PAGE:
This next "How-To" series will be focused on a skill-set I teach all of my student leaders: how to lead a Bible study.
The first thing we'll look at (and we'll return to it more in depth) is an often neglected aspect of leading a Bible study: tone. We want our Bible studies to have a "gospel tone", which means - to borrow from Keller's categories - our Bible studies' tone shouldn't be "irreligious" or "religious."
Irreligion looks to the self, ultimately, to determine what is right and wrong. While we DO want irreligious people to be in our Bible studies, we as the leader need to be setting up a culture that invites a different response. For example, if we look at each passage of scripture and merely ask: "What does this mean to you?", we are inviting a tone that looks to ourselves for guidance, rather than to scripture. If we invite application that "solves" our life's problems (rather than applies scripture to those problems), we are inviting an irreligious tone, because our own goals are the lens through which we're interpreting scripture. If we're not inviting people to check their interpretations of scripture by the passage itself, we're inviting an irreligious tone.
The main question an irreligious person asks of the Bible is: "How does this fit into my life's own narrative?"
On the other hand, we make an equal and opposite error when our Bible studies have a "religious" tone. Religion (as I'm using it) views the Bible as a platform for performance, rather than a vehicle for relationship. Religious people (think the older brother in the parable of the prodigal son) use the Bible to perform before God and others. Our Bible studies can easily become places where this kind of performance is encouraged. For instance, if our Bible studies tend to give immediate "answers" to people's questions or issues, we're encouraging a "religious" tone. If people do not feel comfortable confessing sin and shortcomings, our Bible studies have a religious tone. If our Bible studies use "us and them" language, they have a religious tone. If our Bible studies stay in the abstract, theological realm of discussion, and are never applied personally, they have a religious tone. If our Bible studies use theological/insider language or jokes without defining terms, they have a religious tone. If the study speaks disparagingly of "culture", their city, or non-Christians, it has a religious tone.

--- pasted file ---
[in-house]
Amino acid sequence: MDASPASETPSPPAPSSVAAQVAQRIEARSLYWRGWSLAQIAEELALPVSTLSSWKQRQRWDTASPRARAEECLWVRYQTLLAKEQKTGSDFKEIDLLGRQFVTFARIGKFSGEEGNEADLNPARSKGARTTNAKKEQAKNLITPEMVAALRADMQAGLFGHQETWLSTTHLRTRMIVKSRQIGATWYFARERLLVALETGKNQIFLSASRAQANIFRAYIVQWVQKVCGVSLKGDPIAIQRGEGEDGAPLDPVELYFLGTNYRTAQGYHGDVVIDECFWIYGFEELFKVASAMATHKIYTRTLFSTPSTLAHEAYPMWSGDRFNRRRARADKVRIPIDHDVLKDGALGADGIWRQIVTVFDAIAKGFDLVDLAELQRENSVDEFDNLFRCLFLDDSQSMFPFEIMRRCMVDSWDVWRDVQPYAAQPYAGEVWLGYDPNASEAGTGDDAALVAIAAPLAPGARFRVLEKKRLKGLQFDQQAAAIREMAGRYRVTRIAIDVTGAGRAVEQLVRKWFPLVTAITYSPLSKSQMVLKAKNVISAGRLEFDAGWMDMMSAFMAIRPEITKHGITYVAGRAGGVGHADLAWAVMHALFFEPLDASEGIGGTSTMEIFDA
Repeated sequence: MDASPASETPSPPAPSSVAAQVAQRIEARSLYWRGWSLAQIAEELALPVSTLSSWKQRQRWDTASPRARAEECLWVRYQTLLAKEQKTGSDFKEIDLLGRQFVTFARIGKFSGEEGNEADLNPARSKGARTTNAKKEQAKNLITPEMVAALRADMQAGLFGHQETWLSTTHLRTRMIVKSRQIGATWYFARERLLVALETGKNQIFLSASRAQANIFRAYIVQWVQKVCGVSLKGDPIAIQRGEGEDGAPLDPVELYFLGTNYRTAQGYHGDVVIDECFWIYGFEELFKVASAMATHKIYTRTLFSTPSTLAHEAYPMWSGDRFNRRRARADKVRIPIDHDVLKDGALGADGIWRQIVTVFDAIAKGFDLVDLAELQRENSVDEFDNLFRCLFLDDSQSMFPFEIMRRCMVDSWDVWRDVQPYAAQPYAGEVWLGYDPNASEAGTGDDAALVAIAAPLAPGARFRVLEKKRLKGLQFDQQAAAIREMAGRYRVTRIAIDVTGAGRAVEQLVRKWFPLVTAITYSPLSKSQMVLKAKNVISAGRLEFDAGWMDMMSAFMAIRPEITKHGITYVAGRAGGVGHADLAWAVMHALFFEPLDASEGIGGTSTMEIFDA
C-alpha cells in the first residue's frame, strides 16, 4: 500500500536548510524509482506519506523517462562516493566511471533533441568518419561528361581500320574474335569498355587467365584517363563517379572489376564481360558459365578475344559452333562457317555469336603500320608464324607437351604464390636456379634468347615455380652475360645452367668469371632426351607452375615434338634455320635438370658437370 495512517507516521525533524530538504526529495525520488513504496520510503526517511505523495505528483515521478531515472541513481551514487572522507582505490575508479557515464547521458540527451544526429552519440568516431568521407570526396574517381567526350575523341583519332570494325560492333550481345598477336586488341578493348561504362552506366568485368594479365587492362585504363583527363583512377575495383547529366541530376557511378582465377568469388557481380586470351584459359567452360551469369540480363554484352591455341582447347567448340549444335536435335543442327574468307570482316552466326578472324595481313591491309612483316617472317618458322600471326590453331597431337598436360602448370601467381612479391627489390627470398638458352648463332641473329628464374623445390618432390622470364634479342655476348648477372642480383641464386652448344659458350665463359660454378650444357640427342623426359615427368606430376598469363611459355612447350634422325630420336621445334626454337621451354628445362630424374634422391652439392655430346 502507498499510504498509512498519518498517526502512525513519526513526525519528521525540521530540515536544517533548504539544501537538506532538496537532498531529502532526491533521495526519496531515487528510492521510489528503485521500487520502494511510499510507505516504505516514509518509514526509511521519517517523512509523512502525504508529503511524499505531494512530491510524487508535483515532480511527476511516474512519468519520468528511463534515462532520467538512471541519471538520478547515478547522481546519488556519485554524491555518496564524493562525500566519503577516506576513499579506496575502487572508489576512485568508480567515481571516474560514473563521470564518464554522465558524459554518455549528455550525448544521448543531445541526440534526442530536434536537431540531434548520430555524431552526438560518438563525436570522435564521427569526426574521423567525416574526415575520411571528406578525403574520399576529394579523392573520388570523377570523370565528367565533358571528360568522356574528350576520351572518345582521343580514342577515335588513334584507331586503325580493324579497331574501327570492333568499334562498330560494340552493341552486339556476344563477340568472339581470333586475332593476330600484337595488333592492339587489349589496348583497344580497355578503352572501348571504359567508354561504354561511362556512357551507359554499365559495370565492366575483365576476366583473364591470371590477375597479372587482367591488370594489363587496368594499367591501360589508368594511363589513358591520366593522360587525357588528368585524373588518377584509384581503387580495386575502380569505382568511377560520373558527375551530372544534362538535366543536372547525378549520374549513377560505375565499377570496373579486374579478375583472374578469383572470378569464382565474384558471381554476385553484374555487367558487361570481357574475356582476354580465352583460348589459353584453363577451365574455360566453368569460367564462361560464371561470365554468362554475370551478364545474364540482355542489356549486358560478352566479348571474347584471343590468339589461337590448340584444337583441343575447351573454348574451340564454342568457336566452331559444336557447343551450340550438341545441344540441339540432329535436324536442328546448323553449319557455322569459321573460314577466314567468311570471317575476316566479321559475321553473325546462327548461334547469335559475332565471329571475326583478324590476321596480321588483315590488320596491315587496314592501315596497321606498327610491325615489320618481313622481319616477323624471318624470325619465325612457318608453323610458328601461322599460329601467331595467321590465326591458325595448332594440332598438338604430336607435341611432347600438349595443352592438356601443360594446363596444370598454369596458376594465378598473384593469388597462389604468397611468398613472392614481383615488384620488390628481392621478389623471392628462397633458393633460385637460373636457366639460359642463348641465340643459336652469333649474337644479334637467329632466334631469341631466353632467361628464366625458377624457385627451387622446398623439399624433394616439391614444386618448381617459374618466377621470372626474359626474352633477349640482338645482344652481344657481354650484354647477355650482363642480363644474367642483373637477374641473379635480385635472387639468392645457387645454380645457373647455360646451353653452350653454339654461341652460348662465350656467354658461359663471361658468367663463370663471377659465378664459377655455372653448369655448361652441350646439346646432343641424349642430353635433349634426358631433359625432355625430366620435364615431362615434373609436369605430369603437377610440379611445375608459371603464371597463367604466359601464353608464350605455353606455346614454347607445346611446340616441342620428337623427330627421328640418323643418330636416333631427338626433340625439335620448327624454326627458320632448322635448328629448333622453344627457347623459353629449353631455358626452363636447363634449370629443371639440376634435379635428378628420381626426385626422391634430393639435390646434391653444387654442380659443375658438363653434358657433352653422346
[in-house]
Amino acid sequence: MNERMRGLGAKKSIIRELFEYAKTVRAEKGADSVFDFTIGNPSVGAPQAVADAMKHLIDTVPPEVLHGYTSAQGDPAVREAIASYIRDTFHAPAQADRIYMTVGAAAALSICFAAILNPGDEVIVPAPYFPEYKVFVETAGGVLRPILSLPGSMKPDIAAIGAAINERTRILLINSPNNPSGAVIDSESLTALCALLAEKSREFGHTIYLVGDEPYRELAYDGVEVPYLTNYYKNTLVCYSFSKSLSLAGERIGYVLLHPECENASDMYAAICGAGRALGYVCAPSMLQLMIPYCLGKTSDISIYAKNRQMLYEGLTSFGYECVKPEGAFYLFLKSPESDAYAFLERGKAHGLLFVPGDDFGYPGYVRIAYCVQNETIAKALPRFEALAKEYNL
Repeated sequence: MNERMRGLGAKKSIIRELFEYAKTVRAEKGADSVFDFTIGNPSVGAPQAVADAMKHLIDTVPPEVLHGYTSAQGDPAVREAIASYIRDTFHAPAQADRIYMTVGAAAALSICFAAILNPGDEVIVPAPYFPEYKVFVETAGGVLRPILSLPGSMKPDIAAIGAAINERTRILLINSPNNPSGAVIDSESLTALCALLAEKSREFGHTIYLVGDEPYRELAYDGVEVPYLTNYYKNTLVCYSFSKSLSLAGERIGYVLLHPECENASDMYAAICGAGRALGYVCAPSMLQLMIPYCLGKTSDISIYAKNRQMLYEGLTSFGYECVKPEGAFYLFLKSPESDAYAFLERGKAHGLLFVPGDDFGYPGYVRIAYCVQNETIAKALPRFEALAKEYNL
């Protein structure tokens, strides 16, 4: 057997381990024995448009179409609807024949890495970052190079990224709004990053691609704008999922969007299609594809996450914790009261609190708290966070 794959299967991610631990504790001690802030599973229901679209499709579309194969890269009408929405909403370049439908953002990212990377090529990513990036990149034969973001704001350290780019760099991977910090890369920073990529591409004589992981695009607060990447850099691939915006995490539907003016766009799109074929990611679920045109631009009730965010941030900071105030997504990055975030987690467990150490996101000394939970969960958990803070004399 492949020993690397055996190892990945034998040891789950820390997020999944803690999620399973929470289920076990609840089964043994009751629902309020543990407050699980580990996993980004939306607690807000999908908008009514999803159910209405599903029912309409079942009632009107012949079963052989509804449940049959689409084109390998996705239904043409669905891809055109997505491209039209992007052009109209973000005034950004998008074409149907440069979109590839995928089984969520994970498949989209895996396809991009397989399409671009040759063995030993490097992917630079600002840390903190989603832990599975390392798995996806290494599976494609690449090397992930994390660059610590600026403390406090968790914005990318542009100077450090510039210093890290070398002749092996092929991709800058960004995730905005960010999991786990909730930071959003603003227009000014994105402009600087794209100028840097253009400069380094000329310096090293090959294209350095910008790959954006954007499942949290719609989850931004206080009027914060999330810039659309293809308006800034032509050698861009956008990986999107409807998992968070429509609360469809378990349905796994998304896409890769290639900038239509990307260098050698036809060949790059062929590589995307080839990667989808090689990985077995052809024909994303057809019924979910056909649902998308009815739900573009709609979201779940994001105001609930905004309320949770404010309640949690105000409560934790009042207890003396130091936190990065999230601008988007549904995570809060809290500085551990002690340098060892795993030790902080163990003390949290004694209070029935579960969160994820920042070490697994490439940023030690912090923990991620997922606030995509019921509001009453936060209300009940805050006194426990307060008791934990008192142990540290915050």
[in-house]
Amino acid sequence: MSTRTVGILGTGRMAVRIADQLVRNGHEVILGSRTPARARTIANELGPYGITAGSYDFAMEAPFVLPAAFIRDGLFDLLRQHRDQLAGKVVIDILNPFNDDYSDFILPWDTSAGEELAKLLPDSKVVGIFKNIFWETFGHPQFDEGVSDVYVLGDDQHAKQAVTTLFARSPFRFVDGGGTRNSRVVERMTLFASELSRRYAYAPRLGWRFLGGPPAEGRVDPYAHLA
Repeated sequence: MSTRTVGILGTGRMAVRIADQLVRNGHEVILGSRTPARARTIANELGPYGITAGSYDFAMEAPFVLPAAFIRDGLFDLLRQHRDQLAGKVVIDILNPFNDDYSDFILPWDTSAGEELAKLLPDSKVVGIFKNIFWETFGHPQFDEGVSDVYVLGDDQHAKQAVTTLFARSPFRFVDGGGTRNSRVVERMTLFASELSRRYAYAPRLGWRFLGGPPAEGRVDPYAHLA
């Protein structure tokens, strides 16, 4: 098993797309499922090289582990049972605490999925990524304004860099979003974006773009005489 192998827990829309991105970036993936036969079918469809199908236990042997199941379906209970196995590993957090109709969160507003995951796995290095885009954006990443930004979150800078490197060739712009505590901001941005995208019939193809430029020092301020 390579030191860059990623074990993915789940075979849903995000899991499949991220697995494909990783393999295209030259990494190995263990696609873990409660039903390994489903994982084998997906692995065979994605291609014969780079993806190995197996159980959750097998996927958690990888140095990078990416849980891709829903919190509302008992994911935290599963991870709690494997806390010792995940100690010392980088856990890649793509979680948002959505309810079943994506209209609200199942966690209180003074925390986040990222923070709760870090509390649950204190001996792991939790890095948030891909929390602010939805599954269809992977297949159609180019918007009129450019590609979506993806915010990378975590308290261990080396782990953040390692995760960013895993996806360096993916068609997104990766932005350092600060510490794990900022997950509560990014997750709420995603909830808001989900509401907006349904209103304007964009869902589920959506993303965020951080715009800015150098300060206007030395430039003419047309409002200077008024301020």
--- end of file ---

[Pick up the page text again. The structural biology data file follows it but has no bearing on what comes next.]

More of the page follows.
The main question a religious person asks of the Bible is: "How can I perform my way into God's kingdom?"
What we want, instead of each of these, is a gospel-tone to our studies. Gospel-toned studies center on the story and work of Jesus, rather than us. As opposed to the irreligious, this kind of study will take the Bible's words seriously. It will do the work necessary to understand what scripture says, because it values Jesus' word over our own. It will seek to apply the story of scripture to the story of life, rather than apply our life's own narrative to the story of scripture. As opposed to religious studies, a gospel-toned study will be marked by vulnerability, honesty and openness. It will be marked by graciousness and gentleness, and kindness toward outsiders rather than judgment. The studies will be hospitable places, where people from all kinds of backgrounds can come and offer their thoughts/feelings/experiences. As a good mentor of mine has said: "If no one's being a heretic in your Bible study, you're not doing it right." What he meant is that hospitable Bible studies give room for everyone, while still guiding the conversation in a gospel-centered direction.
The main question of a gospel-centered study is: "How does this passage show me more about Jesus? How can I live more fully into His reality?"